For the last month I was overseas, traveling in Saudi Arabia and Pakistan. In those travels I learned a great deal about hardship and struggles. I learned that the some of a group of people can be bad, but it isn’t right to blame the whole group. I learned that family is very important in life and it is best to keep good relations with them.
Trust and Giving
My first destination was to Arabia, a large expanse of land with tall mountains, vast deserts, no rivers and no vegetation. Why is Arabia my destination? In Arabia lies two very important cities to the religion of Islam, of which I am apart of, Makkah, the birthplace of the religion, and Al-Madinah, the city from which it spread. I’ll go over those another day, but in these two cities are many people from all over the world and the cities are full of local merchants. Like all cities, there is poverty, but unlike many cities, there is very little crime. Both cities are completely Muslim and the people abide by the morals of being a Muslim, which means no stealing from others and causing no harm to others and such. So the trust between strangers in the city is very high. For example, when a shop owner wants to close his shop, he will just put a cloth on his goods, place his trust in God, and leave. No one will steal, because they understand the consequences of stealing, not what the government will do, but of the punishment awaiting them for stealing. Also in these cities, people give to people who don’t have. It is believed that if you have money, then you should give money, and that is what people do, they give. We went to a Baskin Robbins in Makkah, and we got ice cream, and my dad asked the man working where the currency exchange office was, the man said it was closed, and he would exchange our money with his shop money. My father didn’t have the American money with him, it was in our hotel, we planned on exchanging later, and he told the man that. So this guy, who works at an ice cream shop, probably doesn’t make a lot, pulled out his wallet and was willing to give us money if we needed. We didn’t take it, but that shows how he would give without hesitating. In Al-Madinah, we had only American dollars and we asked a local food vendor if he could exchange our money so we could buy his food, and he didn’t have enough Riyals to exchange so he gave us food for free and said just comeback later when you have Riyals. That shows how much he trusted the people and how he was more concerned with feeding people than taking money. I learned a lot from these two people, I learned that money is not everything, and if you have it, then you should give. That doesn’t mean give everything you have, take care of yourself and family, but also give some to someone who needs it.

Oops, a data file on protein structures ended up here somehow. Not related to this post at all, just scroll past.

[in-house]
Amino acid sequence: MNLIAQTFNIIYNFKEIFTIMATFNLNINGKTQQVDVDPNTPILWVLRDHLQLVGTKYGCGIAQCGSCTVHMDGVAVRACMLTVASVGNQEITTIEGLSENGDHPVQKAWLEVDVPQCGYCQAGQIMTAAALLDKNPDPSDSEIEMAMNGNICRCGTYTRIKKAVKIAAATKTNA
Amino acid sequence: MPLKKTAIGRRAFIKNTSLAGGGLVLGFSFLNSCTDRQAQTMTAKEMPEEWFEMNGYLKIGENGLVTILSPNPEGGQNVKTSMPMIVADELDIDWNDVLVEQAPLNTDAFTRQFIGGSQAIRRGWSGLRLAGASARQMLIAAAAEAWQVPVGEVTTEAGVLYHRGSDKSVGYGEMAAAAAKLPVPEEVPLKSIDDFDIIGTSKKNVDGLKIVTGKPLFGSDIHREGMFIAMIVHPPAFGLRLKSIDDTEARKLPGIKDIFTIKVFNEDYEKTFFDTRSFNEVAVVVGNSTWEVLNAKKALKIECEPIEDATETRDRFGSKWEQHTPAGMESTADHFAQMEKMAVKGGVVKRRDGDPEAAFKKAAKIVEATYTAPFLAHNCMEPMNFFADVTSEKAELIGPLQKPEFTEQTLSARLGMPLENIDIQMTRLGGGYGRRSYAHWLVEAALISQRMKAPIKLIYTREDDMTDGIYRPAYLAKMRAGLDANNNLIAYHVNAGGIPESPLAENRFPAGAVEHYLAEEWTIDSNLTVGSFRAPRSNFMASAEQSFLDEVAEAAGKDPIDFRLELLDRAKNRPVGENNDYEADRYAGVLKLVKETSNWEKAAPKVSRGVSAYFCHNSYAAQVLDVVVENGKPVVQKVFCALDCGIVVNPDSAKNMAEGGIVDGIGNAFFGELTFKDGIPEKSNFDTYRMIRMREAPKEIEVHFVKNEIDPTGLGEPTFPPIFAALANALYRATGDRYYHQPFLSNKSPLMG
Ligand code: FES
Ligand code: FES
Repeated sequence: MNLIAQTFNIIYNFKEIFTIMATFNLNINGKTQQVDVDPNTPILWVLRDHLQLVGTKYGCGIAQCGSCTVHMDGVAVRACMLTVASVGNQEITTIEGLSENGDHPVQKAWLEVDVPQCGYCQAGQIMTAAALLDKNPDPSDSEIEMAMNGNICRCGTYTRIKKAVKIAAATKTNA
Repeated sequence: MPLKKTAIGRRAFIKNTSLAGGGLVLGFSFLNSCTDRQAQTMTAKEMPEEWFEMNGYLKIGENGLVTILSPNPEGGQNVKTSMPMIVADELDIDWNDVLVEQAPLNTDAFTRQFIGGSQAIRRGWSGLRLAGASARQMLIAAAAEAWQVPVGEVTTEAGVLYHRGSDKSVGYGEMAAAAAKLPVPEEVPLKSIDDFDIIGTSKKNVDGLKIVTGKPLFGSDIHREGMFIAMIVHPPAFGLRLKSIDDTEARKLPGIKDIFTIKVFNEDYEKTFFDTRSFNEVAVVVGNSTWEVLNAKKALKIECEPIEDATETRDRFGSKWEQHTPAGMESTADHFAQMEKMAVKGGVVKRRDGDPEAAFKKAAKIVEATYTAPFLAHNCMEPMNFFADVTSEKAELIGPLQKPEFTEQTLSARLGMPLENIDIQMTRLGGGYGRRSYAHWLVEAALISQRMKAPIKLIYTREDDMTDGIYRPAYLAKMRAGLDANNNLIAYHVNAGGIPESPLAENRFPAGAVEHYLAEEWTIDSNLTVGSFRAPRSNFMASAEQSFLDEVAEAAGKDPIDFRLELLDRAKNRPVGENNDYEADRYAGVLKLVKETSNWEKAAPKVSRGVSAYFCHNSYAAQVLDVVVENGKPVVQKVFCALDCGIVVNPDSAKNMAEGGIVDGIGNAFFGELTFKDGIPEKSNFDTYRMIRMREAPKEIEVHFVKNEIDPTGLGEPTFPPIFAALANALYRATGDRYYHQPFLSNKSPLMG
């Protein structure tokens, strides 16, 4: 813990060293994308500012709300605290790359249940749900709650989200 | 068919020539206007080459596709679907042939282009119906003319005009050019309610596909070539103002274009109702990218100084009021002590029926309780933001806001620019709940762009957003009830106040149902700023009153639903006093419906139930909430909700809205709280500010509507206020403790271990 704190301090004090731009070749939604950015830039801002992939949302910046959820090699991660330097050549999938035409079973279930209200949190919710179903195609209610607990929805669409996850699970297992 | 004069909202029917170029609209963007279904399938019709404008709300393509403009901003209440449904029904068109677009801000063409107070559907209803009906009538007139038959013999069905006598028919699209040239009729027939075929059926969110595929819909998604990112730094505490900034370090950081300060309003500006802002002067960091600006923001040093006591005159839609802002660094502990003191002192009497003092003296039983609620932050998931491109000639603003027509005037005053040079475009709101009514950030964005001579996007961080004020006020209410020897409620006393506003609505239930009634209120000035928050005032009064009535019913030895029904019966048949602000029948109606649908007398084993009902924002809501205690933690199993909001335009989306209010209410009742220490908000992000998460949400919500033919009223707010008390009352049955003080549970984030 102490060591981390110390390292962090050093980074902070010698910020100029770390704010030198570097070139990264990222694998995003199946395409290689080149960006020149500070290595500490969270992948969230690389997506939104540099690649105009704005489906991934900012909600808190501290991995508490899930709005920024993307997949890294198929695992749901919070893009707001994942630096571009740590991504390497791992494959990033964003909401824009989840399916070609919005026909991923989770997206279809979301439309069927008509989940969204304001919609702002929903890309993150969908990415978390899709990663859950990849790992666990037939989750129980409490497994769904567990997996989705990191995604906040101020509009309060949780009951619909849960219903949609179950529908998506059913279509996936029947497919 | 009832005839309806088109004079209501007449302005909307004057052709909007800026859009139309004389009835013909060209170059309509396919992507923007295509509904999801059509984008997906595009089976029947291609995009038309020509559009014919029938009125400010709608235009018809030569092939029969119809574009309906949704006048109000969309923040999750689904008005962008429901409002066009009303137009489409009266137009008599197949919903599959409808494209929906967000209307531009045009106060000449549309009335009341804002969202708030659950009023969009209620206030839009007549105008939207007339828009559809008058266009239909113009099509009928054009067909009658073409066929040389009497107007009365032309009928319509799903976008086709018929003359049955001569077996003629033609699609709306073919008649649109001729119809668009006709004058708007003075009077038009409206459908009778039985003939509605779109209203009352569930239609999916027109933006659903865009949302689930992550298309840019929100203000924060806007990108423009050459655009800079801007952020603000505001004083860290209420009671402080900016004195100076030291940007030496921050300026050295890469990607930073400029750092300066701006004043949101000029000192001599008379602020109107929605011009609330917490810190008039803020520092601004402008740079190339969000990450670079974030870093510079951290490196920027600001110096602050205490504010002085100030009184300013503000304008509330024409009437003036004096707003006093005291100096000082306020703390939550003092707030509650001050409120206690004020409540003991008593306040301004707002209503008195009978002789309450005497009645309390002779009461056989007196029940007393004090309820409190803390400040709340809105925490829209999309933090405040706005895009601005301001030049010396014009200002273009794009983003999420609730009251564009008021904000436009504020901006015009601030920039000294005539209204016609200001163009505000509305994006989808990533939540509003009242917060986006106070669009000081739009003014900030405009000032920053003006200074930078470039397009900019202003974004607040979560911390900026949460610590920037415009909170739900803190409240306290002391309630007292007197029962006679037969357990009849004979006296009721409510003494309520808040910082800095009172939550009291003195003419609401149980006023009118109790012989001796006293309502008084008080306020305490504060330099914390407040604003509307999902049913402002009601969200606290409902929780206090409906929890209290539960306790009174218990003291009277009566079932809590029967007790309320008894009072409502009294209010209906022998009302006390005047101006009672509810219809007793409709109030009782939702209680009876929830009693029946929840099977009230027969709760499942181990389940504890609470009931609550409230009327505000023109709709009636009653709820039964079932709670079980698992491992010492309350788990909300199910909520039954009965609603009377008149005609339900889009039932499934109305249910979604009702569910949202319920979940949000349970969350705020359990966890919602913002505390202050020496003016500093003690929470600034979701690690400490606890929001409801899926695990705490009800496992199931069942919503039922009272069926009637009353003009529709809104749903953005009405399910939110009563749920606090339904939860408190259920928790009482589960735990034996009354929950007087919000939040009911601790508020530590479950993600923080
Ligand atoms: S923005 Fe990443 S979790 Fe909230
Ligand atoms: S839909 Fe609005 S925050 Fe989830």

I hope this is a reminder to everyone reading, myself included, that we are people, and people are humans, humans take care of other humans. Don’t only think about yourself, think about the guy sitting next to you, or across the street. If you have enough of something, give a little so someone else has something to. These two cities have people who are incredibly trustworthy, but around the world, not so much, so why don’t you be the trustworthy person in your area. If someone puts there trust in you, become worthy of their trust, don’t let them down. If, for example, someone asks you to hold on to some money, don’t give in to human greed, overcome it with human trust.
This was just part one of my learning, I will post more about my learning on my trip.